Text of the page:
Tuesday, August 13, 2019

Outrage Culture

Many people at the Times are even worse than we imagine.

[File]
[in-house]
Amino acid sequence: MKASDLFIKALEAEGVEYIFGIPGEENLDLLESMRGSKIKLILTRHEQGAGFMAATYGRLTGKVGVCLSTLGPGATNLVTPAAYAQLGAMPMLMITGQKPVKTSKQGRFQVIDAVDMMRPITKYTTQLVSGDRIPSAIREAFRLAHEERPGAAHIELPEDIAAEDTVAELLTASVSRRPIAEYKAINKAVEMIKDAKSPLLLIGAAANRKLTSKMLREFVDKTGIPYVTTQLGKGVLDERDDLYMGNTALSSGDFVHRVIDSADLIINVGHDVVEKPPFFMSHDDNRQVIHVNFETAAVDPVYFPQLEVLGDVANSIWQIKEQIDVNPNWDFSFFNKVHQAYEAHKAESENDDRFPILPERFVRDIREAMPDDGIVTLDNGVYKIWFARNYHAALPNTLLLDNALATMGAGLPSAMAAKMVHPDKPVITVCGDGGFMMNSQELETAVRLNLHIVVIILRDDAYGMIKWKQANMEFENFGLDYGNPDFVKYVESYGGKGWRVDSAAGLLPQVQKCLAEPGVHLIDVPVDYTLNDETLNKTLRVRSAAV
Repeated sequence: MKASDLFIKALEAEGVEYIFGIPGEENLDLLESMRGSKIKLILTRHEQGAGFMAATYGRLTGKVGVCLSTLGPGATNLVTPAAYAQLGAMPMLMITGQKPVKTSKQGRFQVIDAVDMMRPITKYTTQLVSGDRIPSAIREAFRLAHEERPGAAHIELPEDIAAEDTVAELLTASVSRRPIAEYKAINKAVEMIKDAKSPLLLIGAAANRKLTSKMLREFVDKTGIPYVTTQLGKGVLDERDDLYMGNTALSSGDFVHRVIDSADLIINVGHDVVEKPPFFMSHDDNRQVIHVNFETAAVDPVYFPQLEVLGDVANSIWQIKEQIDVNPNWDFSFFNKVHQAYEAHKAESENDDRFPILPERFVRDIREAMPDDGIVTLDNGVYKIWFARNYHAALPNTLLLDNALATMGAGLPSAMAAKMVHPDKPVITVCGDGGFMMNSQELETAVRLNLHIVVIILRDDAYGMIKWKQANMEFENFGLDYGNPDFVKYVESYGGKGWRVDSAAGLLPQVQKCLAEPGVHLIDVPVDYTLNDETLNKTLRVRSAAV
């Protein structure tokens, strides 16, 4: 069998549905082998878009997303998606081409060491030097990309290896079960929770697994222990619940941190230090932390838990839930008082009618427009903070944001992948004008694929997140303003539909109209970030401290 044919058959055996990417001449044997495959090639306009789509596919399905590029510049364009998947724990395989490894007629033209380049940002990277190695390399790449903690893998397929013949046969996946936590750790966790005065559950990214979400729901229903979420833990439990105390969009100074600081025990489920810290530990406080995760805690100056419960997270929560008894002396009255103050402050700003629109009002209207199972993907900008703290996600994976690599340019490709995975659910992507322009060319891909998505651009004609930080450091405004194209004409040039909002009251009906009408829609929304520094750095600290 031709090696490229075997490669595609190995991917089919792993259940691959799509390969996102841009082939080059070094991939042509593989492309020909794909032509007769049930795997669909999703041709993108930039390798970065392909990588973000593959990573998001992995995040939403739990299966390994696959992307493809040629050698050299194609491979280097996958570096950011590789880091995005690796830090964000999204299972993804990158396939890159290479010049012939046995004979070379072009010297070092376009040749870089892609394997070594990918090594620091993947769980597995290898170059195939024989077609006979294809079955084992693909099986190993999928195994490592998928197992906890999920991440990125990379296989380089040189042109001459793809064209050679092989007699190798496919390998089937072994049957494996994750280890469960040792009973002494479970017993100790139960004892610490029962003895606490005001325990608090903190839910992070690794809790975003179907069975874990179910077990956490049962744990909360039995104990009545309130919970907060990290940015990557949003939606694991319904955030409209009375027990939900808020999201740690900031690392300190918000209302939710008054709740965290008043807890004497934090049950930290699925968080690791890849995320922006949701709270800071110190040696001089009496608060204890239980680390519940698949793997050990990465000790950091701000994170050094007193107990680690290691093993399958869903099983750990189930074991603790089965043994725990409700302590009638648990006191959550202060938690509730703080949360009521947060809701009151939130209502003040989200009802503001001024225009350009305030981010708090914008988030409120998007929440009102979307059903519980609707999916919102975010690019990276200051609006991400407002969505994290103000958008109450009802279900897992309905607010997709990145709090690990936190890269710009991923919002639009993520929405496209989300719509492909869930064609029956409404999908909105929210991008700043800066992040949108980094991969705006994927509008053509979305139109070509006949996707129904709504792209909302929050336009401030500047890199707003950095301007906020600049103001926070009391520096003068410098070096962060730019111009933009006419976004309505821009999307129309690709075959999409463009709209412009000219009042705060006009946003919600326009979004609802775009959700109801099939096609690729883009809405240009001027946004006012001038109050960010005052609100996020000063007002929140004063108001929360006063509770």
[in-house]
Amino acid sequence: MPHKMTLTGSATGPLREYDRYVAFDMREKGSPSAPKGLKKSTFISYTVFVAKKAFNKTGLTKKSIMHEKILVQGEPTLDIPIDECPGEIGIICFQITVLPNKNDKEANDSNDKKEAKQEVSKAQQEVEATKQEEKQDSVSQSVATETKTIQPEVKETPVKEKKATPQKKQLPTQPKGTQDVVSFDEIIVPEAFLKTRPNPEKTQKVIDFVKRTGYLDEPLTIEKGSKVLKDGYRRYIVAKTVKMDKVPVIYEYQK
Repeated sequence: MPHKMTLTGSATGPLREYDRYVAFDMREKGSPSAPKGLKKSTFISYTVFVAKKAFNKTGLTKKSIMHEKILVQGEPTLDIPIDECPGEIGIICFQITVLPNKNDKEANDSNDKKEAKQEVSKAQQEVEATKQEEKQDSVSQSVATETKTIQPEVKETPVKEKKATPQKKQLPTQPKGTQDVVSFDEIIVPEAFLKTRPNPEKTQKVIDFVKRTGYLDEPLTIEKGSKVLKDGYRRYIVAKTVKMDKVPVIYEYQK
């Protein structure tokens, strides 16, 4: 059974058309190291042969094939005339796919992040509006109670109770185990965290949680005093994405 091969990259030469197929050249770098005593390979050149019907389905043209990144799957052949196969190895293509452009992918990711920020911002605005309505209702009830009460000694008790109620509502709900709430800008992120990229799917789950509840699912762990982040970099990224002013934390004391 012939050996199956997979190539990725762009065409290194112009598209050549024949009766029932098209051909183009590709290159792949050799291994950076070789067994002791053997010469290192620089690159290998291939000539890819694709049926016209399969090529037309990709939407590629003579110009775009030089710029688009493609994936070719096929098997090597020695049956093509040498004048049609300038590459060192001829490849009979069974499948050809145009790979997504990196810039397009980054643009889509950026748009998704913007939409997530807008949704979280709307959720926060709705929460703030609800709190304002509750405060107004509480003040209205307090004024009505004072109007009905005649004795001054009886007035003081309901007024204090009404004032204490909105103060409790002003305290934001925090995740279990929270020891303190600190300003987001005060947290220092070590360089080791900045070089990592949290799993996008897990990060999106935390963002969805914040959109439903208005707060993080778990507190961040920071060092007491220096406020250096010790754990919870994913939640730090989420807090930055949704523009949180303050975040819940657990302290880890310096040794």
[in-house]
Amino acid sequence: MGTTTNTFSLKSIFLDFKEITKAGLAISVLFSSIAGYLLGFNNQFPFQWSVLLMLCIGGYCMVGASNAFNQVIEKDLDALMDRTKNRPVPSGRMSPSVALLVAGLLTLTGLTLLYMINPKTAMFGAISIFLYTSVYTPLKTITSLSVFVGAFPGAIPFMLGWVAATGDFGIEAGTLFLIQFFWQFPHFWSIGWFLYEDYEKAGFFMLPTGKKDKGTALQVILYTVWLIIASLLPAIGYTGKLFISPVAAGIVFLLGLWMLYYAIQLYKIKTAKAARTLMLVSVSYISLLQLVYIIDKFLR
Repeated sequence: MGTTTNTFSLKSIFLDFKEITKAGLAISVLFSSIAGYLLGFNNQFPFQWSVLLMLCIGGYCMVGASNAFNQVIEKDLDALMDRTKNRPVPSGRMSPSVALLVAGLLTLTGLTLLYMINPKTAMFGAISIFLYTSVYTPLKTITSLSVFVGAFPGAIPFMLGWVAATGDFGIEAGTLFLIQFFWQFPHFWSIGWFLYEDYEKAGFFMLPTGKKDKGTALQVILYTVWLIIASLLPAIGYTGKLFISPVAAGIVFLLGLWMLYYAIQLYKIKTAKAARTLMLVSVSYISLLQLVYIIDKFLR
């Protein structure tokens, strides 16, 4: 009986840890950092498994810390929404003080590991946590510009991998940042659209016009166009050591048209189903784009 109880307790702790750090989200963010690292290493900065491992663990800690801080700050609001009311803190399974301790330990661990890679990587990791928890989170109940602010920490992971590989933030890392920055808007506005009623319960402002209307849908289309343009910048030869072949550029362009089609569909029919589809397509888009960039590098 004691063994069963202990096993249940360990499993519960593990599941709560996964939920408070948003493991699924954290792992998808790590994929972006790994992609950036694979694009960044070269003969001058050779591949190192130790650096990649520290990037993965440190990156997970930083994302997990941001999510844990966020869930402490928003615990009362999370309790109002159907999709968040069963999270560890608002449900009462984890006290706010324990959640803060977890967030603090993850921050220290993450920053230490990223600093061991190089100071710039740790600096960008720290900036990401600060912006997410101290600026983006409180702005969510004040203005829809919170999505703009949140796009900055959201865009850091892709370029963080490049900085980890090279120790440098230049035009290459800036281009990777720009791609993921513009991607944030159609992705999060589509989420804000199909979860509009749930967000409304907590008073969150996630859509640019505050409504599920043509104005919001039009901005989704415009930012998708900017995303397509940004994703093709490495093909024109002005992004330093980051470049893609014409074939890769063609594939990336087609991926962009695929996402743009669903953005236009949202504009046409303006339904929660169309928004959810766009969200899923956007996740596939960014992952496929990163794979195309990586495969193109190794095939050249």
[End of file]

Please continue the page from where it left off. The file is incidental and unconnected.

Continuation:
Last week’s drama appears to have underscored a gulf between some veteran Times journalists and an increasingly influential and vocal cohort of typically younger, next-generation employees. To boil down the nuance as simply as possible, the former camp sometimes views the latter as hypersensitive and politicized; the latter sometimes views the former as blindly tethered to tradition. As a more traditional Times reporter put it, “The headline was inelegant, it missed the point, it was poorly written, but it was not a federal hate crime, as you would think based on reactions from some people in the newsroom. The bigger issue is the culture of outrage.”